League of legends LEC spring

Inspirations And Disappointments: LEC Spring

Europe’s new league was the first major tournament to wrap up the regular season. Some results were expected, yet happened in an unorthodox fashion, while others threw many analysts off guard.

 

Inspirations

 

 

G2 Esports got an all-star lineup by snatching Fnatic’s mid laner and sending their former Mid player, Luka “Perkz” Perković, to the bottom lane. Just like many people predicted, the sheer micro was enough to dominate the league. They made it look easy, picking somewhat wonky champions like Draven for not-really-ADC, PerkZ, and Karthus in the jungle. Solid decision-making in-game certainly made up for exotic drafts (let’s not even bother mentioning Sylas).

 

However, following a loss to Origen in Week 5, the team dropped 4 out of 6 games in the last three weeks of the regular season. The downward trend is worrying, but G2 still kept hold of first place, so they have to win only one series out of two to qualify for the grand finals. Even if the squad falls all the way to #4, LoL super teams are rarely expected to work out straight away.

 

 

Origen secured a solid squad all across the board, and this is something most teams lacked. When NA mithy finally left the league and EU mithy returned, Origen went on a rampage. They finished the second round robin with a record of 7-2, which was enough for an second bye to the winners’ final without tiebreakers.

 

What I enjoy the most is seeing the RFRSH approach work so well in a new game. Origen 2.0 and the #1 CS:GO team, Astralis, share the same parent company and the same top management. The LoL squad works with psychologists, nutritionists, and other specialists that most clubs don’t consider essential—even despite Astralis’ run since Fall 2016. Origen also make residing in Denmark and traveling to Germany for games work, something that Gambit Esports couldn’t figure out in the early days of EU LCS.

 

 

Life without caps is not easy, and it took fnatic a while to adjust to it. For the first part of the split, you’d have everyone but Broxah give a terrible micro performance. Sometimes, the players were failing in duo and trios. Drafts were questionable as well since Joey “YoungBuck” Steltenpool had to go down from LoL director to the head coach.

 

But things got a lot better in Week 5. The squad dropped a game to SK and didn’t lose another one until the end of the regular season. Fnatic clinched third place, which allowed them to pick shaky Team Vitality as their first playoffs opponent.

 

Disappointments

 

 

Misfits were another star-studded lineup heading into the spring split. They got Paul “sOAZ” Boyer from Fnatic, brought the former Fnatic mid laner, Fabian “Febiven” Diepstraten and topped it all off with the 2016 World finalist, Kang “Gorilla” Beom-hyun. The best performers from last year, Nubar “Maxlore” Sarafian and Steven “Hans Sama” Liv, extended their contracts.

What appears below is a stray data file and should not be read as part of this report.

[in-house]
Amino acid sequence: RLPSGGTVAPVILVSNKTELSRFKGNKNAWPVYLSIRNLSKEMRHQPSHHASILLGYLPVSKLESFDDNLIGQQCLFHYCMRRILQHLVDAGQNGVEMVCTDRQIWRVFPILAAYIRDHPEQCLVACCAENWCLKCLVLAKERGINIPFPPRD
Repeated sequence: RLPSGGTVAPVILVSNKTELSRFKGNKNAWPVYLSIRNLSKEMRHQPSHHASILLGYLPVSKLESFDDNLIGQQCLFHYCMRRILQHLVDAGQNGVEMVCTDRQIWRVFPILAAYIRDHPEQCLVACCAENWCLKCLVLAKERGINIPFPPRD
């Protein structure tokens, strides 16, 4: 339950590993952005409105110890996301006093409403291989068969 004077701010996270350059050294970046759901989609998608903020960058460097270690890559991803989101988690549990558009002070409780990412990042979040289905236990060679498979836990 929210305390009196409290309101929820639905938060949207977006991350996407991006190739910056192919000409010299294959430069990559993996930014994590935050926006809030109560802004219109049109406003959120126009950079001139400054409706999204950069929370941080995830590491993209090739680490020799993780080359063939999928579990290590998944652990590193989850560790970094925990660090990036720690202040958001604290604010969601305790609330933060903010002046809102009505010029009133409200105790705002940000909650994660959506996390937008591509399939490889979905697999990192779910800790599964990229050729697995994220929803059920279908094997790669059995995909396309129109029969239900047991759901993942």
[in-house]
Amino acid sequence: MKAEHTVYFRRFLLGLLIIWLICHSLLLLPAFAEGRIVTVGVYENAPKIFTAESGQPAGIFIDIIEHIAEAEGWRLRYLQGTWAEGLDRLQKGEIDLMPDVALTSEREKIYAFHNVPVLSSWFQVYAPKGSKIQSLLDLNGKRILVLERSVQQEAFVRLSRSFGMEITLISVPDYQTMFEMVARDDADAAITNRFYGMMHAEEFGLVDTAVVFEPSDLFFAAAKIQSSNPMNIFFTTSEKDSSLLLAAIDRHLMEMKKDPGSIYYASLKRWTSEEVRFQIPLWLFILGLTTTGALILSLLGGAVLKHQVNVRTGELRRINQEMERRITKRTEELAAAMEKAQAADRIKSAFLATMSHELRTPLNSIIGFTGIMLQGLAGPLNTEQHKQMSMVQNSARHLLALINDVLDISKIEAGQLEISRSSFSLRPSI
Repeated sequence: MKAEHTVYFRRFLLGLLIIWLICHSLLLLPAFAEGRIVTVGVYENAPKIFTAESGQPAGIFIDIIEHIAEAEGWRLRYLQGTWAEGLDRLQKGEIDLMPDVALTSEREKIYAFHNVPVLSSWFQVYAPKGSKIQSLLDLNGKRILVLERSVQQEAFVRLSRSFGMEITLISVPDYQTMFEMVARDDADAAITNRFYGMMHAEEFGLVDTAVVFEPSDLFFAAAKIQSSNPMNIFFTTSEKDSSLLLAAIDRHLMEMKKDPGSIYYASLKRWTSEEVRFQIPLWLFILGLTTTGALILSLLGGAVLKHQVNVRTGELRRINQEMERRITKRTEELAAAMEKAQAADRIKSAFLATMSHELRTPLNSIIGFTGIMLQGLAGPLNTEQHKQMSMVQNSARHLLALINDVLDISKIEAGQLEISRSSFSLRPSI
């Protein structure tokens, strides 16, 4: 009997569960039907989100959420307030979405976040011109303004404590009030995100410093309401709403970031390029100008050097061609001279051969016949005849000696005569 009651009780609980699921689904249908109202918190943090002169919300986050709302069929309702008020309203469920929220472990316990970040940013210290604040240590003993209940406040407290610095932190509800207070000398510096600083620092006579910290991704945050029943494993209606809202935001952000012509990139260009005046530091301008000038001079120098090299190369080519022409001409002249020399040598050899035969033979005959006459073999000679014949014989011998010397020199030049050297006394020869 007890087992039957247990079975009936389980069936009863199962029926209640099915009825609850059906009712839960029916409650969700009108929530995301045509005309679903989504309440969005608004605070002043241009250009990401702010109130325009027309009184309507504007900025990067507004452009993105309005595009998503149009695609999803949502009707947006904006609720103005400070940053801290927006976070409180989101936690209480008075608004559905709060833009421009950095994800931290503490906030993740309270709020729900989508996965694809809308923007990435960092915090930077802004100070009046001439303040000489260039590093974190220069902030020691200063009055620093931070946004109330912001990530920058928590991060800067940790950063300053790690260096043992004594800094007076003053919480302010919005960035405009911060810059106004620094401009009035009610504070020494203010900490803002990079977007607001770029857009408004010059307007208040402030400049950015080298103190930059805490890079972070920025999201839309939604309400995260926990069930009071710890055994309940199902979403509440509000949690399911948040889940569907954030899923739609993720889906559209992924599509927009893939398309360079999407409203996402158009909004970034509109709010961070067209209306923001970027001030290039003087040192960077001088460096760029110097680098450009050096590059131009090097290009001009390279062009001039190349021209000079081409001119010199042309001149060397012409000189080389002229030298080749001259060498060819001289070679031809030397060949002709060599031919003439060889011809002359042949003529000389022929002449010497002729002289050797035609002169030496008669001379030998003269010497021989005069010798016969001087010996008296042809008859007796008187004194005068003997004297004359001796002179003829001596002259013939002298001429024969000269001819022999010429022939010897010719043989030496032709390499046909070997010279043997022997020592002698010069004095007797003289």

However, the squad never clicked. LEC viewers watched great players perform well in their own right but hardly bring their team close to victory. Their discord provided gems like this one:

 

 

Besides, Maxlore was hardly present in most of the games. Twenty minutes without any ganks on Jarvan IV, unused Smites, a lack of cohesion with the laners… I’m among the people surprised by Misfits never bringing in their Academy Jungler. Now that they’ve missed the playoffs, there’s going to be plenty of time to explore other options.

 

 

Schalke 04 built a solid team around their star ADC, Elias “Upset” Lipp, and even signed Dylan Fanco, who won both 2018 EU LCS splits and got to the Worlds finals with Fnatic. Schalke were off to a great start (6-2 after Week 4), and then they went out with a whimper, falling to 9-9.

 

Dwindling results ended up costing them a lot. SK Gaming climbed to 9-9 and defeated Schalke in the tiebreaker for the last playoff spot. Not making it into the top 6 in the spring makes it almost impossible to qualify for Worlds on circuit points.

 

 

I expect nothing, and I’m still let down” is the best way to describe Rogue in the spring split. I didn’t have high hopes when I found out that two ROCCAT players and the coach were moving in, as the org had one split with >50% win rate in five years. Future signings looked just as mediocre.

 

It’s worth saying that Rogue tried to right the ship with steps like promoting the Worlds 2016 semifinalist, Oskar “Vander” Bogdan from the Academy squad. However, the club simply didn’t have much to work with due to questionable preseason transfers. 2-16 is a record-breaking score since it’s the first LEC split, but I don’t expect any other team to go lower.

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